Two-time world heavyweight boxing champion Tyson Fury has been spotted out and about in Las Vegas this week, despite a recent positive coronavirus test.
It was widely reported on July 9 that the British boxer had contracted Covid-19 after an outbreak at his training camp. This resulted in the postponement of his July 24 world title defense against Deontay Wilder. The fight will now take place at the T-Mobile Arena on October 9.
But images of the Gypsy King hanging out in public, including at a casino, caused consternation on social media. Many Twitter users believed Fury should have been isolating after his positive test.
One image, posted Thursday, shows Fury posing mask-less for a photograph with a fan, also mask-less, in front of banks of slot machines.
The casino is not named, although the floor has the same swirling, interlocking-ring patterns used at the Cosmopolitan Las Vegas. Another image shows Fury shopping for luxury cars rentals at a showroom on Dean Martin Drive.
Second Test Negative
Meanwhile, some boxing fans felt the images confirmed their conspiracy theory — that the positive COVID-19 test had been invented because the bout had been generating low ticket sales and poor pay-per-view numbers.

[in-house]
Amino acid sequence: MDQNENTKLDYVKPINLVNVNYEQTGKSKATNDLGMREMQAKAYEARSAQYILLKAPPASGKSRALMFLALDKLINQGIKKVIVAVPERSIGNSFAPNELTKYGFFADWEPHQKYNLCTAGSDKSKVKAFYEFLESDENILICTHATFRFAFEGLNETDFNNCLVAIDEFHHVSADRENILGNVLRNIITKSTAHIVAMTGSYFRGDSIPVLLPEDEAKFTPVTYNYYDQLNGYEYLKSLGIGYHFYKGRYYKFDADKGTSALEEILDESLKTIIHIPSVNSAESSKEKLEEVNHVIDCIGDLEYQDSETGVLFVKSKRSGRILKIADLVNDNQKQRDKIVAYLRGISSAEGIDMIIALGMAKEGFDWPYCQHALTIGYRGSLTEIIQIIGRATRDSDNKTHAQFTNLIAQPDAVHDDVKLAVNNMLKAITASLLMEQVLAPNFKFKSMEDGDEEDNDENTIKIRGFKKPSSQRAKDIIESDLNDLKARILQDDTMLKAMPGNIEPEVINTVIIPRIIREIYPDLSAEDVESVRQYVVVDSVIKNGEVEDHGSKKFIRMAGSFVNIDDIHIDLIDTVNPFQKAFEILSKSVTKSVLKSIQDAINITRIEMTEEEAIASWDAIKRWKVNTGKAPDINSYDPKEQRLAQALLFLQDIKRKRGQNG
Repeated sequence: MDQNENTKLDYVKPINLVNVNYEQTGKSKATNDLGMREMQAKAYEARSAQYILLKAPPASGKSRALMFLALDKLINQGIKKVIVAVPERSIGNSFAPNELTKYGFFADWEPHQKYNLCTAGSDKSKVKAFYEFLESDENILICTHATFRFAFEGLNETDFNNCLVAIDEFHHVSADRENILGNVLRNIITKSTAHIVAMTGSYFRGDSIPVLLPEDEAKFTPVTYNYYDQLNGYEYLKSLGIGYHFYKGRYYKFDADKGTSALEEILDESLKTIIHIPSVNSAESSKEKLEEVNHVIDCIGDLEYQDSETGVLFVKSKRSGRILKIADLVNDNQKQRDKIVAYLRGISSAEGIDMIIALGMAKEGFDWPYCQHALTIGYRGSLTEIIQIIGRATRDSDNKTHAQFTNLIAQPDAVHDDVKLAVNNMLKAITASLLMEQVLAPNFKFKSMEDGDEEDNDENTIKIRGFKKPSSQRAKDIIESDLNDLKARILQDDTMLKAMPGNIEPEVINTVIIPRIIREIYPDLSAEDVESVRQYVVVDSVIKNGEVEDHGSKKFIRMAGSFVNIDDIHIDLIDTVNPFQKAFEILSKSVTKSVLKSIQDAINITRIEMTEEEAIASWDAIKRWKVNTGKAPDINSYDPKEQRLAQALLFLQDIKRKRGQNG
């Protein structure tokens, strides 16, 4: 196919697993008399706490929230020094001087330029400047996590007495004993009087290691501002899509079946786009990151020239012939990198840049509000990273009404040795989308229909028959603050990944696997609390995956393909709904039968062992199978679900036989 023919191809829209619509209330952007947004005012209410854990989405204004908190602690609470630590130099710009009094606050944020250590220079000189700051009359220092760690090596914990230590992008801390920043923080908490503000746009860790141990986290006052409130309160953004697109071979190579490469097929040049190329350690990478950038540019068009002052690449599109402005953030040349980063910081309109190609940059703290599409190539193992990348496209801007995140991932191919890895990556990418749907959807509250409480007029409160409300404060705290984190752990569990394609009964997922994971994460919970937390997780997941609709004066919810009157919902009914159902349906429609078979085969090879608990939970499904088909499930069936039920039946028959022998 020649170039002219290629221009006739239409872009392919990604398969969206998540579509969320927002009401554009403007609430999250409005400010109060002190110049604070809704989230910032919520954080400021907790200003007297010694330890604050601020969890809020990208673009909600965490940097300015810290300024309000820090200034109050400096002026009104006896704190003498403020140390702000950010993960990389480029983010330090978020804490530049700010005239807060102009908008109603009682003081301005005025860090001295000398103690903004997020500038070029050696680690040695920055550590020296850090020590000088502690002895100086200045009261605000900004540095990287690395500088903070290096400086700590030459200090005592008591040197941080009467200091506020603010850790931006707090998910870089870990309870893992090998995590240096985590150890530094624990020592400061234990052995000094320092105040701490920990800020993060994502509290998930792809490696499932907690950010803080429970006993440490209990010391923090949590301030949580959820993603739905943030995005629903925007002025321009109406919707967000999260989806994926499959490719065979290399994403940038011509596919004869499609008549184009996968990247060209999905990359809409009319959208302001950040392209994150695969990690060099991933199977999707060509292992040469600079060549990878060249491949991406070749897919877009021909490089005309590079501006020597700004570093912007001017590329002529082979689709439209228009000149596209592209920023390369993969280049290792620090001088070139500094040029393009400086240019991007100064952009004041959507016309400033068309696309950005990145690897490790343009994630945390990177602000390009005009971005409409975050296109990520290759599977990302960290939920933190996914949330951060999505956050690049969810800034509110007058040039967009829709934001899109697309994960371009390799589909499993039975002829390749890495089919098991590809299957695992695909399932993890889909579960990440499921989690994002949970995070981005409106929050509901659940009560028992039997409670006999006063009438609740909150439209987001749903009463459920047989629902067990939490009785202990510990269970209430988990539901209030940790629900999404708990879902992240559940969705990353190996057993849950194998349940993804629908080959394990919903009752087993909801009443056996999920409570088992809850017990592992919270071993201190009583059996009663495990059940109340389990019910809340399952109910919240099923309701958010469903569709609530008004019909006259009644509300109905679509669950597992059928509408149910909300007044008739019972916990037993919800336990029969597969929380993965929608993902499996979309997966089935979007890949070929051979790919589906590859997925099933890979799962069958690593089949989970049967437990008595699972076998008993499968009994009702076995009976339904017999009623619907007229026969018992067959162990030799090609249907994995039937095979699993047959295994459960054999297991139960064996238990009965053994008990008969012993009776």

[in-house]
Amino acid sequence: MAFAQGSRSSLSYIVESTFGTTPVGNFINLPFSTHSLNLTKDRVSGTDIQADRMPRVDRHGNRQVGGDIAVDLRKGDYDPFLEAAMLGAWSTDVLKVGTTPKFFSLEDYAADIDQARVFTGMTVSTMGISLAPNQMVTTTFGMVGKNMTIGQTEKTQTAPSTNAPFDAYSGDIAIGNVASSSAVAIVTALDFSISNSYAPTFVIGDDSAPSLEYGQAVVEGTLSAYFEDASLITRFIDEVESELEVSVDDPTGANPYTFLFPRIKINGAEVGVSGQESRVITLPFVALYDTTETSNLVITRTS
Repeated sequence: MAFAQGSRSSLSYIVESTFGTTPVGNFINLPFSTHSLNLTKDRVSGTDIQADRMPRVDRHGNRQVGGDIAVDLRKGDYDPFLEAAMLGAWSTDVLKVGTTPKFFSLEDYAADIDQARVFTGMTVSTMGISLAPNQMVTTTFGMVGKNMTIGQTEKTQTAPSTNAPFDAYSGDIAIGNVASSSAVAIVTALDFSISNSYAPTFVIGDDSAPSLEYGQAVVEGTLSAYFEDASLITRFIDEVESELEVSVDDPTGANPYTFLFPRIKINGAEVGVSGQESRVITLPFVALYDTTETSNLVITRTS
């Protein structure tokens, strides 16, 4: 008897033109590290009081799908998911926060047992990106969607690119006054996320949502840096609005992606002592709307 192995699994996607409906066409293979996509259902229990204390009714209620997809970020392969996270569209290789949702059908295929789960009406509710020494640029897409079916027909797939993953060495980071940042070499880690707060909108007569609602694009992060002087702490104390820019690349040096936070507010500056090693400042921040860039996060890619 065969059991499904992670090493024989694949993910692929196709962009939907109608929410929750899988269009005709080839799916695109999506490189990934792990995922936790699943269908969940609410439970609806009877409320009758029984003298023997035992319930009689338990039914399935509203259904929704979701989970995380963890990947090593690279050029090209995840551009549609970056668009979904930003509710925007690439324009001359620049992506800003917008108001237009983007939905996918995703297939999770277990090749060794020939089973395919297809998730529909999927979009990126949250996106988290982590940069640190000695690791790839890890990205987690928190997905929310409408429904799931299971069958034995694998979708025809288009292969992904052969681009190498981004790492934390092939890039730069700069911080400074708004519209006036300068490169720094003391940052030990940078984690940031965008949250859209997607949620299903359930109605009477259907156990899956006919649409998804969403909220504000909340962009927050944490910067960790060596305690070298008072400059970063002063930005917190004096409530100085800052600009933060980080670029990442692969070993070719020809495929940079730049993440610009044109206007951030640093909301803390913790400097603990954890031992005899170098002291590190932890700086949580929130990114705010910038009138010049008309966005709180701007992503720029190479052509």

Then, on Thursday, boxing journalist Dan Rafael tweeted that, despite missing several days training with illness, Fury had tested negative for the disease on Tuesday and had been cleared by his doctor to travel home to England. This he planned to do before returning to Las Vegas to train for the rescheduled bout in three months’ time, Rafael added.
So, what do the rules say? Nevada recommends people who have tested positive should follow CDC guidelines, which requires them to “isolate for at least 10 days after the onset of symptoms and until 24 hours after their fever subsides without the use of fever-reducing medications.”
A subsequent positive test should be enough to free you from quarantine, of course, although a negative test so soon after contracting the disease may be unusual. According to the CDC, dead virus particles remain in your body and can trigger a positive test long after you are no longer infectious.
Fury’s One Shot
Along with many Las Vegas casinos, the Cosmopolitan changed its mask policy in May, removing the requirement for double-vaccinated people to wear face coverings on the premises.
But Fury’s US promoter Bob Arum said Monday the boxer had only been vaccinated once.
“He got vaccinated in Miami. He got the first shot.” Arum told Boxing Scene. “And then he said he didn’t want to get the second shot because he didn’t want to get sick so close to the fight. So, he got Covid instead.”
Arum said he had spoken to Fury on Thursday, July 9, and he had been ill with “congestion in his chest.” But the world champion was feeling much better when Arum saw him on Monday, July 12.
Fury may have received his second dose of the vaccine within the past few days.
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